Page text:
Feast Your Eyes On The World’s Newest Gorgeous Color

The future is YInMn colored

Dec 13, 2017
Scientists at Oregon State University accidentally discovered a new shade of blue.

(Oregon State University)

The world just received an extra burst of color. While testing new materials for electronic applications, chemist Mas Subramanian and his team at Oregon State combined manganese oxide with several other chemicals, heated them in a 2,000 degree furnace, and developed a new bright blue shade called YInMn, named after the shade’s properties.



A press statement by the university announced that the manganese ions absorbed wavelengths of green and red, and reflected blue.

“It was serendipity, actually; a happy, accidental discovery,” Subramanian said. Thankfully for those who’d love to recreate the vibrant shade, there are no toxic ingredients involved when making the color.

Subramanian said that the color is durable, easy to create, and above all, safe. Another unforseen perk? The shade’s ability to reflect light and keep structures cool indicates that it could be a great energy efficient resource.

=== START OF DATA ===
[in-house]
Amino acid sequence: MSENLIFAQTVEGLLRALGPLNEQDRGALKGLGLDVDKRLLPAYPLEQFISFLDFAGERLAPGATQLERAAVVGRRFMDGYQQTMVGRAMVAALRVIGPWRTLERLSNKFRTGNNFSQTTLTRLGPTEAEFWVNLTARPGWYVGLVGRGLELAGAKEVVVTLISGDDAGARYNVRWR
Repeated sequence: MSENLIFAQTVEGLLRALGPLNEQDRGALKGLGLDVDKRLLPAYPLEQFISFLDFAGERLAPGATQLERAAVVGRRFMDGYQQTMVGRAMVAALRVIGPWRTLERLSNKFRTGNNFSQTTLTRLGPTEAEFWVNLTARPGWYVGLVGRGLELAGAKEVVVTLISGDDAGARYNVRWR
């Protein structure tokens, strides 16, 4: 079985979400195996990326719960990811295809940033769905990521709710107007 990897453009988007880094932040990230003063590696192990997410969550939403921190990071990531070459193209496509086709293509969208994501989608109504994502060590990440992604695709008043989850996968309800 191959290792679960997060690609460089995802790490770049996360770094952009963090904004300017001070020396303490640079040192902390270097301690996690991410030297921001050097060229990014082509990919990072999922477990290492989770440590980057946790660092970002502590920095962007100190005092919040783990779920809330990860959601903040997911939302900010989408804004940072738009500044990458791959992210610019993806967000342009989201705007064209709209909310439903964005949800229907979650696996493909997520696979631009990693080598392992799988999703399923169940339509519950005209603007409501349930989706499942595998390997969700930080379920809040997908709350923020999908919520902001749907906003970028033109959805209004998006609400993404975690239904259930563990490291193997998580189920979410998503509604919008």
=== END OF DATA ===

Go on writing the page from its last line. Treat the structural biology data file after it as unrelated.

And for the Pantone fans out there, there’s more good news to come. Research and Development Manager of the Shepherd Color Company, Geoffrey T. Peake said that the new pigment is a sign that scientists could develop additional colors in the “inorganic pigments family.”

We can officially file this gorgeous invention under the ‘happy accident’ category.

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REBECCA WOJNO, CONTRIBUTOR
Rebecca is passionate about reading, cooking, and learning about people doing good in the world. She especially loves writing about wellness, personal growth, and relationships.

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